I have now been at his place for 15 days. I’ve counted the minutes, the hours. And, I was glad, yesterday, to finally get to that magical 14-day-incubation-time mark with both of us – as of yet – still healthy.

But there is the ship. My co-workers and friends. Who worked and partied with vigor during the past two weeks out at sea. And for whom safety was an illusion.

Three days ago, I heard 14 people onboard our floating palace were infected with Covid-19. Yesterday, the count had already risen to 51 people. I am terrified and worried for my colleagues and hope with all my heart that this is it… not, how I fear, just the tip of the iceberg. 1’600 crew are still onboard. I can’t stop thinking about them. Trapped on the ship. I hope they will beat the virus. I hope their immune systems haven’t been compromised too much by months of working hard with barely a pause.

Here I am now, being stared at by Bocelli, my dad’s tone-deaf-opera-singer cat. I am grateful for my little harbor of momentary safety, at the border between Germany and Switzerland, amidst green fields and forests. I am, however, well aware that, just as on the ship, safety in the face of an – as of yet – undefeated, invisible enemy is an illusion.

For now, in self-isolation like most other human beings on our planet, I have way too much time to think on my hands. I endeavor to use this gift of time wisely. I want to rest, but also be creative. I want to write. I will write. Our world has shrunk so much so fast. Yet, through our creativity, with the aid of the Internet, there still are no boundaries. We can still let our minds soar. Writers like me can send their words out to ride fiber currents…

I am thinking of my friends and family around the world. More than ever before, I know there is nothing more important than the human connections we build throughout our lifetimes. I can’t wait to be able to travel again to do what I love most: hug and squeeze the people I care about, touch base with them every so often, share experiences, ideas, and thoughts.

No matter what’s out there, and no matter what happens to each of us in the months to come… as always, friendship, love, kindness, creativity, and hope will help us overcome it all… even when we have an annoyed, territorial cat glaring at us.

Raging Waves

cozumel-back to prison

Almost three months of working on the ship now, yet I have never felt further away from the ocean. Our ship is a floating entertainment park… with no access to the true authentic beauty all around us. I long to taste the salty freshness of the big blue on my lips and all over my body. Long to feel the sensation of peacefulness, invigorating energy, and freedom I’ve always associated with the wide open seas.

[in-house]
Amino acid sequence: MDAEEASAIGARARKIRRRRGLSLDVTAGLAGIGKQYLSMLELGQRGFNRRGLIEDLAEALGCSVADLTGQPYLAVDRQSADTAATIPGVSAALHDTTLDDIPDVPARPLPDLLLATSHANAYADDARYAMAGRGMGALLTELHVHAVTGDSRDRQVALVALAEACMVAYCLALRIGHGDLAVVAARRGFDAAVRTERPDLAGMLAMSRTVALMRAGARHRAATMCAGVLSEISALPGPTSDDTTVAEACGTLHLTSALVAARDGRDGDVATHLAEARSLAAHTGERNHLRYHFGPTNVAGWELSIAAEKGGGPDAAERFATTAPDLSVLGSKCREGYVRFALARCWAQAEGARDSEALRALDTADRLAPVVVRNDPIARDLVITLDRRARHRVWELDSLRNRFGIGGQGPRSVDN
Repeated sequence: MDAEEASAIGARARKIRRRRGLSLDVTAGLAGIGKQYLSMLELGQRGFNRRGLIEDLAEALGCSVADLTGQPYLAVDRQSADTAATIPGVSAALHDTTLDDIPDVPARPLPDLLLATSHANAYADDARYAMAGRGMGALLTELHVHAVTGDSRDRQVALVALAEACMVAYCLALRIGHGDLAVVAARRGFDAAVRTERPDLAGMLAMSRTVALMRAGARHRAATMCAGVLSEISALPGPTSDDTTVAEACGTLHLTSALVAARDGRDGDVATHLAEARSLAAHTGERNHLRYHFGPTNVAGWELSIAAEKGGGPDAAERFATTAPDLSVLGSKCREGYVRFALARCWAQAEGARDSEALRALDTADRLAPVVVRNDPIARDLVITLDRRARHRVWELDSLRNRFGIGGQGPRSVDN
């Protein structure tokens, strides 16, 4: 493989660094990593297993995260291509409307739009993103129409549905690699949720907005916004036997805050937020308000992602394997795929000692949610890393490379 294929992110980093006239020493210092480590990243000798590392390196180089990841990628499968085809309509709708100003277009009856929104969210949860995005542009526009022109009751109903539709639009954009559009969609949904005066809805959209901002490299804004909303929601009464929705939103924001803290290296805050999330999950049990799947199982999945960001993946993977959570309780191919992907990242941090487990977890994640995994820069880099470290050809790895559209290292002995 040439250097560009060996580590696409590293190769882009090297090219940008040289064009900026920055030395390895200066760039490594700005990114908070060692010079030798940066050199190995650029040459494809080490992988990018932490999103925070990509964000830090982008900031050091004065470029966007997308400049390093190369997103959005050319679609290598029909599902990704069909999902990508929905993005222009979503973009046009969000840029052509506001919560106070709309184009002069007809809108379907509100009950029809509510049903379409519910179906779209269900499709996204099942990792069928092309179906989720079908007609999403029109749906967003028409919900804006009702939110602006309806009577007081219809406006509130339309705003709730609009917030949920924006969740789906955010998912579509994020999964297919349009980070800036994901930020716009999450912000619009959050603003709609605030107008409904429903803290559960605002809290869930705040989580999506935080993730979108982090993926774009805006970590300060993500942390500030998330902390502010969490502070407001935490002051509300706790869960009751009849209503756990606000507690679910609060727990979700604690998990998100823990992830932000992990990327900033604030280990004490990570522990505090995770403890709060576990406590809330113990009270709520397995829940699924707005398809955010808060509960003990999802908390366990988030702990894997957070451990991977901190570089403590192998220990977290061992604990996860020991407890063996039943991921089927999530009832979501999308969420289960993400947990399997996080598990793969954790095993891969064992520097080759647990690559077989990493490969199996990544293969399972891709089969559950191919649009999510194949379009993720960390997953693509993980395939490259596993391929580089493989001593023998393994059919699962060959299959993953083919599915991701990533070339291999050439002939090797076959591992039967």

That being said, working on a cruise ship is a valuable life experience I am determined to treasure. As a stage manager, I am learning an abundance of useful skills managing the onboard Aqua theater. The pressure onboard is relentless. Work never stops… to such an extent that even brushing my teeth in one go without being interrupted by phone calls becomes a challenge. Additionally, working with people from over seventy different countries tops all international experiences I’ve been exposed to thus far. As difficult as it gets sometimes to juggle a myriad of mentalities, I treasure the slowly blooming friendships with people all over this gigantic ship, as we meet each other for a few seconds in between chores. Room attendants waving and fist bumping with me as I am running to my control booth before the show. Maintenance men smiling in the hallway, forgiving me for calling them at odd hours in the middle of the day and night for technical issues in our theater. On a daily basis, life lessons keep building up in tune with the raging waves of the seas all around me. I am trying to take them in stride. Failing on some days, succeeding on others.

A new decade, a new year

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Here we are. A new decade, a new year… 

I am finding myself surrounded by the deep blue sea once more. Amazing how life keeps bringing me back to be either on, at, in, or under water. Ultimately, it is where my soul feels the most at home. 

2019 was the worst year of my life so far. I am eternally grateful to let it go and move on. But, as always in times of major trials, 2019 was also one of my best years to date. I learned, I grew, and I was reminded of the deep well of strength, positivity, and passion within me. I was reminded of my capacity to love. And, I was reminded of the massive importance of empathy and compassion. More than ever before, I learned to believe in myself and trust myself. I am happy to be alive. 

Speaking of trust: I received so much loving support from my dear friends around the globe. No matter how much we rest in ourselves, it’s the human connections and caring for each other that make life truly worth living. I am in awe of the wonderful people in my life. Thanks for being there.

2020 is off to a good start. I am managing the beautiful aqua amphitheater on the Oasis of the Seas. I am lucky to work with a great cast and crew and am enjoying every minute we create, and laugh together. Whilst this massive cruise ship brings us from one Caribbean destination to the next, we perform our beautiful show, called Aqua80. It’s a little masterpiece we can be proud of. Driven by 80ies music, it is brimming with great performances, good energy, and soul.

As I am navigating this new challenge, I am keeping an open mind. I don’t know how long I will be here. I don’t know yet if cruise ship life is really for me. What I do know is that I love my job as stage and production manager. And I love seeing the ocean just beyond our theater… a constant reminder of how far the horizons reach. I’ll keep an open mind… about everything… and I’ll see where the universe will take me.